Middle School of the Kennebunks had its second “Redcoats & Revolution” restaurant simulation on Feb. 2. Eloise Goldsmith photo

KENNEBUNK — Was it February 2024 or February 1776?

Walking into room 807 at Middle School of the Kennebunks on Feb. 2, you’d be forgiven for being confused.

The walls of two adjoining history classrooms were transformed with streamers, flags, and fairy lights. Instead of desks there were tables with red, white and blue tablecloths and flowers. On a projector, fireworks played on a loop. The walls were adorned with posters and printouts of a month’s worth of history research.

Welcome to the “Redcoats & Revolutions Grill and Tavern,” a restaurant by Middle School of the Kennebunk’s eighth graders that serves up American Revolution history 101.

At 9:30 a.m., parents and teachers sat at the tables admiring the revolutionary décor and menus. Instead of serving food, the eighth graders came around and gave short presentations to the patrons about a significant event or figure in the American Revolution.

Students offered a refresher on big names George Washington or the Boston Tea Party. But some presented about lesser known people, like James Armistead Lafayette, a slave who spied on the British and fed intelligence back to American military leaders in support of the Revolution.


Eighth grader Sofie Olsen chose to give a presentation about Anna Smith Strong, another spy. Olsen said she chose Strong because she defied the gender norms of the day. As the only woman in George Washington’s Culper Spy Ring, she demonstrated that women can play a vital role in wartime.

The event was the brainchild of Dan Sherman and Ben Fogg, two MSK eighth-grade history teachers.

Eighth grade history teachers Dan Sherman, right, and Ben Fogg are committed to teaching history in creative ways. Eloise Goldsmith

Until recently, Fogg also worked as a server in a restaurant in addition to his teaching job. One day while waiting tables he thought to himself: “this is kind of fun.” Fogg and Sherman like the idea of using waiting on tables as a way to practice the crucial skill of public speaking.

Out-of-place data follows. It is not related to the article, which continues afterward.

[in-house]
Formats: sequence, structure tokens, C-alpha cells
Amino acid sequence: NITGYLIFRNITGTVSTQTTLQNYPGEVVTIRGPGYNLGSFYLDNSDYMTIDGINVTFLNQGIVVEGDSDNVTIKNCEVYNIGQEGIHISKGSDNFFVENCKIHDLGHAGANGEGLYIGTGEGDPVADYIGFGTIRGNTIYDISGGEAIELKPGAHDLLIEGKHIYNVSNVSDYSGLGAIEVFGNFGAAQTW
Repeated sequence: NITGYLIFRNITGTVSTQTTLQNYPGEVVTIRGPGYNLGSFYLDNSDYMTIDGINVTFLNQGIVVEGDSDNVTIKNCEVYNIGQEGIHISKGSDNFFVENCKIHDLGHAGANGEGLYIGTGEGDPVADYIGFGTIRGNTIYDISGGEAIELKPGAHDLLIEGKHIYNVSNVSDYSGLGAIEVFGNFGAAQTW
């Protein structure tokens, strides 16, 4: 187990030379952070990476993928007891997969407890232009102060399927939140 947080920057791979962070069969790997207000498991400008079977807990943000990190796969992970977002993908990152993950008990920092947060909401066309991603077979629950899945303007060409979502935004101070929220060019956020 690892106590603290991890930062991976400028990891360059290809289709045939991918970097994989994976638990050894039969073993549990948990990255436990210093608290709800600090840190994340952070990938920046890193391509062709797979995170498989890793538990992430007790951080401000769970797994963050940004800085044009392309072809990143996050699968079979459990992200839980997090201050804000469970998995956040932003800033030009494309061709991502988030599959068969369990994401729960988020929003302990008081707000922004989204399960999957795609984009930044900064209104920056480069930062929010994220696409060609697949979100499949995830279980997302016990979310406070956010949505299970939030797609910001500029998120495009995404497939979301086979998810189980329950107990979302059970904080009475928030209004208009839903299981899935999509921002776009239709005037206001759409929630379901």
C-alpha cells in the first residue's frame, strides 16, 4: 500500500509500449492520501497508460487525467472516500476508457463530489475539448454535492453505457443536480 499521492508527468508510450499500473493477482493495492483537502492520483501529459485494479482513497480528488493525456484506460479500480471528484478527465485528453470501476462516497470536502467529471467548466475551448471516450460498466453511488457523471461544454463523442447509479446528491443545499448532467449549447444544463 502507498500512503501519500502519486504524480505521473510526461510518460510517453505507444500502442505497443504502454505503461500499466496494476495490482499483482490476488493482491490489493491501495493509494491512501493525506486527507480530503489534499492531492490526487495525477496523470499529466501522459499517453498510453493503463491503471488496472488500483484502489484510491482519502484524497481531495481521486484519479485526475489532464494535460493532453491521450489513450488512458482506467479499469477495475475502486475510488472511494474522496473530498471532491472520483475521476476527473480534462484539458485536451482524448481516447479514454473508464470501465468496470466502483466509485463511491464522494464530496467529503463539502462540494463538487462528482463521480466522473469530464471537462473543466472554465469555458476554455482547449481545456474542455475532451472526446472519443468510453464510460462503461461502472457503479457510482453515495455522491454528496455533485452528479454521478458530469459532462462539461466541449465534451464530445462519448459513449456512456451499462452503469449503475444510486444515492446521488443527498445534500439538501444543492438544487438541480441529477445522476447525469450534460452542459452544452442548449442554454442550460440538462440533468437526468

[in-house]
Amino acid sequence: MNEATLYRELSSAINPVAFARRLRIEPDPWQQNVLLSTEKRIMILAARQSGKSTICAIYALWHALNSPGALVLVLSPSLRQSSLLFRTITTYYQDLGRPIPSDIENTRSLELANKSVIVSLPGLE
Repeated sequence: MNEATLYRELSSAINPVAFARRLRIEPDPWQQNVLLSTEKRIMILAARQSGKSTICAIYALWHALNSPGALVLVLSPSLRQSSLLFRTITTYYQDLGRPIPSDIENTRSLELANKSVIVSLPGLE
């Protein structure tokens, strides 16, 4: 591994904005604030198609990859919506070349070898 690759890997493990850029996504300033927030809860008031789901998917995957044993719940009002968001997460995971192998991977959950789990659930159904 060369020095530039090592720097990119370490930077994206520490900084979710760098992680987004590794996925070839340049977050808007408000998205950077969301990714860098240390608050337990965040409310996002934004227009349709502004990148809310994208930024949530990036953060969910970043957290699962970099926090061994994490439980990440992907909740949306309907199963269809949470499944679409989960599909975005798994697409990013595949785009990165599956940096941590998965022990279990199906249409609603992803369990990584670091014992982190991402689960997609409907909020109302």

“Eighth grade, specifically, they struggle with anxiety and speaking in front of an audience,” said Fogg. “Rather than having students stand in front of the class and just present to their peers, (we thought it would be fun) to bring parents, guardians, community members in where they could present in a restaurant simulation.”

True to their intention, the energy in the room was relaxed, more a party than a history presentation.

“We knew some of the people we were talking to, and some we didn’t know. So instead of having to speak to a big crowd you got to have smaller groups, which was less stressful,” said eighth grader Cecilia DiGiovanni.


Student Julianna Urban said that she liked that the simulation also has a practical skills component. “Any one of us can become a server one day and have to do this, so it’s like a good opportunity to have real world experience,” she said.

This is the second year that Fogg and Sherman have organized the restaurant simulation in order to teach the American Revolution, which is a standard part of the eighth-grade curriculum. In addition to the presentations while serving, the students prepared a mix-media research project on five different key events, people or concepts from the American Revolution.

The event went all morning, with four blocks of students cycling in and out. As the second group wrapped up presentations, students excitedly chatted with their parents.

The Feb. 2 event even had its own Liberty Tree. Eloise Goldsmith

Fogg and Sherman, dressed as the guest services manager and head chef, respectively, were also having fun. They had brought two colorful walkie talkies to communicate.

At one point, a group of parents praised Fogg and Sherman for putting on such a successful event.

In addition to parent support, Redcoats & Revolutions got buy-in of two local restaurants: Alisson’s Restaurant in Kennebunkport and Duffy’s Tavern & Grill in Kennebunk. Both issued the students certificates for providing “revolutionary service.” All students who complete the restaurant project are awarded a certificate, which gets them half off an appetizer at one of those restaurants.

For Fogg and Sherman, it’s obvious why they would put in the extra effort to have this kind of learning event. Neither of them are interested in a rote memorization approach to teaching history.

“We’ve been hired to teach history. But we’re here to really engage with middle school students and to inspire them,” said Fogg.


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